by Maura Jane Farrelly
Reporters, columnists, campaign strategists and admen have once again discovered the Catholic vote – and it isn't just because Catholics make up a quarter of the American electorate and are the largest religious group within America's fastest growing voting bloc, Latinos. It's because Catholics are some of the hardest cattle for our cowboy politicians to get their lassos around. They went for Reagan and Bush in the 1980s, Clinton in the 1990s, Gore in 2000, but then Bush in 2004 – when, ironically, the evangelical convert was running against the first Catholic to achieve a party nomination since 1960. In 2008, the Catholic vote went back to the Democrats, when 54 percent of Catholics cast their ballots for Barack Obama.
Obama's slim victory among Catholics was nothing to crow about – and in this sense, it was pretty typical of candidates' performances over the last 30 years. In only one of the last eight presidential elections did a candidate actually snag a sizable majority of Catholic voters: Clinton beat Dole by 16 points in 1996. In all of the other elections, however, Catholics were pretty evenly split, with the winning candidate (who also won the overall election seven out of the eight times) getting just a few percentage points more. Indeed, as Jim Arkedis recently noted in the New York Times, “perhaps no presidential candidate since John F. Kennedy has been able to unite this disparate flock” (Arkedis prefers the bird analogy, while I prefer the cow…).
This makes Catholics a fun group for reporters and columnists working the presidential beat to write about – and one that campaign strategists and political action committees feel they can't ignore. Catholics, after all, seem to be pretty good at picking presidential winners, and you never know which candidate they're going to pick.
Hence, in addition to the coverage of the “Vatileaks” scandal and the ongoing rift between the Holy See and American nuns (a rift that was in the headlines again this week, when the Vatican condemned a book on sexuality that was written by Sr. Margaret Farley at Yale University), we've seen a flurry of articles and editorials about the so-called “Catholic vote.” Ross Douthat at the New York Times and Ramesh Ponnuru at the National Review have both assured us that the Catholic vote is very real, and Michael Gerson at the Washington Post has theorized that Obama is deliberately offending the Catholic vote in an effort to get young people to turn out for him in 2012, the way they did in 2008.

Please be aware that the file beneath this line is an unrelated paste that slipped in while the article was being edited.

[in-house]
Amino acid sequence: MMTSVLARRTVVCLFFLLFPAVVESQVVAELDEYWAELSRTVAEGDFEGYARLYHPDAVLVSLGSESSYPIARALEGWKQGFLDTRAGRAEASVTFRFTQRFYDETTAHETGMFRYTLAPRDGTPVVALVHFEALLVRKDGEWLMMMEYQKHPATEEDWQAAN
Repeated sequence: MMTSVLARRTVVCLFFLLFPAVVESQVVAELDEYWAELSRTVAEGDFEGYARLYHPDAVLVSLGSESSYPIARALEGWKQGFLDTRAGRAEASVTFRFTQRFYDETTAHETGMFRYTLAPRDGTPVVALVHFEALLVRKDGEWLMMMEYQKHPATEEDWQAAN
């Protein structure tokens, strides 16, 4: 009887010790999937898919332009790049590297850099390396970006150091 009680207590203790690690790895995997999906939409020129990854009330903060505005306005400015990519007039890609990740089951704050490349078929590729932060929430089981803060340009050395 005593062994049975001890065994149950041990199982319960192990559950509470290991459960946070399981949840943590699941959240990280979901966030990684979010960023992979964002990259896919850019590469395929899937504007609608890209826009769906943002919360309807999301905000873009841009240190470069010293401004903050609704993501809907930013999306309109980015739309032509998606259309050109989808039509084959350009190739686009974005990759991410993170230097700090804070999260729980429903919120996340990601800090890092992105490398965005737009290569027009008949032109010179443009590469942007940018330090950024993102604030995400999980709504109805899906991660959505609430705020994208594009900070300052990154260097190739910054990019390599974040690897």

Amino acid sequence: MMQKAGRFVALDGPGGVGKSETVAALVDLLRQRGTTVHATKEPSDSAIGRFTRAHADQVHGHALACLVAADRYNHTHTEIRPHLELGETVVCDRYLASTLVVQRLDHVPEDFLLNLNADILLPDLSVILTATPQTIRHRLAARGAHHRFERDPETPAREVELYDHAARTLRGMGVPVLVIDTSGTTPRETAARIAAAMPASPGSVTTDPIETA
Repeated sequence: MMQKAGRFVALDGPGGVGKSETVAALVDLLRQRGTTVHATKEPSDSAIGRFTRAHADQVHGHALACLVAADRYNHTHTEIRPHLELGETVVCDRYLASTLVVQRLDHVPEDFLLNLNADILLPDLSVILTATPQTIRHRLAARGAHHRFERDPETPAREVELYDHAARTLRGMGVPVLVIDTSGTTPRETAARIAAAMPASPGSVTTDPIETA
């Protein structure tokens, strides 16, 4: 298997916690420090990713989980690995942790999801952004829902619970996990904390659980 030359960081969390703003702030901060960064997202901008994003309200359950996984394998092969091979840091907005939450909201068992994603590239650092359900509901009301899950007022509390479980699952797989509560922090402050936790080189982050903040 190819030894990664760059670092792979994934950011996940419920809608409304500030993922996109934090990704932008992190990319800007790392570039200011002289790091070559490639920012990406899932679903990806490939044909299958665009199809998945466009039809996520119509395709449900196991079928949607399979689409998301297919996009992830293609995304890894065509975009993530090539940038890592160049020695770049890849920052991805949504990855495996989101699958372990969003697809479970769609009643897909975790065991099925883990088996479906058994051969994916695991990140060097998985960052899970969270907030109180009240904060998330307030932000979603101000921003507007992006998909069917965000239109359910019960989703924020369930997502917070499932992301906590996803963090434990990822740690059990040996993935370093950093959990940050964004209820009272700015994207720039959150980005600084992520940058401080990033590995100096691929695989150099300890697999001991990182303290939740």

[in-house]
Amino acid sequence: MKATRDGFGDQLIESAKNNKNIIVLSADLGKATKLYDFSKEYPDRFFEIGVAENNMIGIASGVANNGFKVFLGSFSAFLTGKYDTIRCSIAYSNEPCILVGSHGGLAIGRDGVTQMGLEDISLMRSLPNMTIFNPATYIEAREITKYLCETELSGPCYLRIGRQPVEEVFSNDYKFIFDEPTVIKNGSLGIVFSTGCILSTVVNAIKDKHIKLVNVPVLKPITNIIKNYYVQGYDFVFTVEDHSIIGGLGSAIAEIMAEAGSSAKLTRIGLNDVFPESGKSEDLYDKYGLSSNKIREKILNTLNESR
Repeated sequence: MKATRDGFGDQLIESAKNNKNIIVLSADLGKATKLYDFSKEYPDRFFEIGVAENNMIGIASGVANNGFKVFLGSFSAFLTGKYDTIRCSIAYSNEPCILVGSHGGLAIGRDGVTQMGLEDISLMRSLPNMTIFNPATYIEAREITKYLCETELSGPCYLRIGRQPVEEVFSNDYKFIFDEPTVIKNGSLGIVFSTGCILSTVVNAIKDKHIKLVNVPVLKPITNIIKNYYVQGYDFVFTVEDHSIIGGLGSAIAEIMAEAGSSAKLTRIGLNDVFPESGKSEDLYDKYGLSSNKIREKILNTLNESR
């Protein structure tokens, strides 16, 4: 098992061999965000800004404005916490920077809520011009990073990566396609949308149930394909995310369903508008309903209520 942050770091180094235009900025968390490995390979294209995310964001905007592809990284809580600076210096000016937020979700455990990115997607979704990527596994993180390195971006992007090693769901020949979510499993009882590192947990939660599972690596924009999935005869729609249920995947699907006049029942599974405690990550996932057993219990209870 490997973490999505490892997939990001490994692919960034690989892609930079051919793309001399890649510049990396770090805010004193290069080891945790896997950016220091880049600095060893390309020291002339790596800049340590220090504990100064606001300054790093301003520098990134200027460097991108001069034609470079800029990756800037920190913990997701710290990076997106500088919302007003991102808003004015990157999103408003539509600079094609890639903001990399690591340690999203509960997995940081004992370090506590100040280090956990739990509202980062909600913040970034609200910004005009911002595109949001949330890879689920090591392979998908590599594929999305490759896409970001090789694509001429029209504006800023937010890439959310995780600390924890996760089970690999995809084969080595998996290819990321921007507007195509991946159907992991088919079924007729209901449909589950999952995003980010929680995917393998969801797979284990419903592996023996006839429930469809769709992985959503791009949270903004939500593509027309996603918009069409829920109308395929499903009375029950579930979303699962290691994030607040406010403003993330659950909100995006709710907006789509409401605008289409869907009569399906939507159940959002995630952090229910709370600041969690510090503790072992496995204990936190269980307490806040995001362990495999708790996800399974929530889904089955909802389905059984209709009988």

But I wonder if Michael O'Brien at MSNBC might not be on to something when he insists that the “Catholic vote” is a myth? He points to a recent Gallup poll that shows Mitt Romney and Barack Obama running neck-and-neck among Catholic voters and notes that the split among Catholics is pretty indistinguishable from the split among other voter groups, such as women, whites or even Protestants. In other words, like other constituencies, Catholics who describe themselves as “very religious” support Romney, while Catholics who describe themselves as “not especially religious” support Obama.
This raises the question of whether Republican strategists should be – or even are – targeting a “Catholic” vote, per se, when they draw voters' attention to the Obama administration's desire to see employers include coverage for contraception in their health insurance plans. One of the loudest groups to come out against the contraception mandate, after all, is the Southern Baptist Convention's Ethics and Religious Liberty Commission. Strategies aimed at the Catholic vote, therefore, may really be about rallying the Republican base.
But even if there isn't an actual “Catholic vote” out there, there are Catholics who vote – and who are strongly guided by their faith in their voting decisions. Because of this, I believe it is important for members of the news media to continue to explore the ways in which faith influences voting behavior within the largest single religious denomination in the United States. But the diversity within this single denomination must at all times be emphasized – and it would serve us all well if journalists eliminated the phrase “the Catholic vote” from their lexicon and spoke instead of “Catholic voters” in all their complexity.
Maura Jane Farrelly is assistant professor of American Studies and Director of the Journalism Program at Brandeis University. In the past, she was a reporter for Voice of America and Georgia Public Radio. Her first book, Papist Patriots: The Making of an American Catholic Identity, was recently published by Oxford University Press.